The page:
R.  whereas the EU’s ‘GL-pro’ programme has demonstrated that introducing protein crops into crop rotation once every four years results in a significant drop in CO2 emissions of approximately 10% to 15% and reduced ozone production,

S.  whereas, in terms of soil fertility, a higher proportion of protein crops cultivated on arable land as part of increased crop rotation systems and blocking plans contributes to more balanced nutrient storage, reduced soil acidification, enhanced disease resistance, better soil structure (including increased energy efficiency for soil treatment), less use of herbicides and greater biodiversity, assisting pollination,

T.  whereas the number of crops being rotated is a factor in reducing the likelihood of disease and propagation of weeds, and consequently the need for plant protection treatments, and whereas increasing the proportion of protein crops cultivated on arable land may help cut energy consumption by 10%,

U. whereas, in terms of water management, in particular the use in animal feed production of leguminous crops – such as permanent grass-clover mixtures or mixtures of cereals and protein crops – and permanent soil coverage can substantially reduce the run-off of nutrients, especially nitrates and phosphates, into groundwater,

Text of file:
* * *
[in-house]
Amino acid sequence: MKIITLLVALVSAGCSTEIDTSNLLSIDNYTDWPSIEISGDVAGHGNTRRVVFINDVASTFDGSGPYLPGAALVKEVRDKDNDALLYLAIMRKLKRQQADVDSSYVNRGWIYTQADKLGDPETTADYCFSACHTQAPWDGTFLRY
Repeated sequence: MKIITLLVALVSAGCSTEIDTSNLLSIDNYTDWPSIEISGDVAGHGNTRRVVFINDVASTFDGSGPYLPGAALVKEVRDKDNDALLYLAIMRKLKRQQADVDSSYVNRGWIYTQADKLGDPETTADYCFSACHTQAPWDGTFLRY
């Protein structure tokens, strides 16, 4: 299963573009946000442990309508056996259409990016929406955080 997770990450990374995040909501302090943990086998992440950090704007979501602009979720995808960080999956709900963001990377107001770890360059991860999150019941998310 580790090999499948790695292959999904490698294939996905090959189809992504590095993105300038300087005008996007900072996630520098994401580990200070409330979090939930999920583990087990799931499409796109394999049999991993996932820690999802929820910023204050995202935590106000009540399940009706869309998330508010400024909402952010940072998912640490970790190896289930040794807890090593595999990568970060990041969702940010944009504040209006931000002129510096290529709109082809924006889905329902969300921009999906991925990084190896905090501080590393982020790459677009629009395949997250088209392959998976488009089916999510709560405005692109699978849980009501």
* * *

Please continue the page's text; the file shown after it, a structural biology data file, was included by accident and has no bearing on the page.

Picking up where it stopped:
V. whereas, in terms of agricultural biodiversity, the extended use of protein crops that are adapted to European climatic conditions, such as beans, soya, peas, lentils, lupins, chick peas, alfalfa/lucerne, clover, Phacelia spp, Lotus corniculatus and sainfoin, will substantially stabilise and enhance diversity within the production system,

W. whereas, in terms of protein production and global food security, a better balance needs to be achieved between crop and animal protein production, especially as regards the amount of energy, water and external inputs currently consumed for intensive animal protein production as opposed to protein crop production for human consumption, with the world food balance always the main focus,

X. whereas several EU policies have an impact on the EU’s protein deficit, and whereas the Commission must also analyse the issues of GMO production inside and outside the EU’s territory, the development of biofuels and the reappraisal of the total ban on animal proteins in animal feed,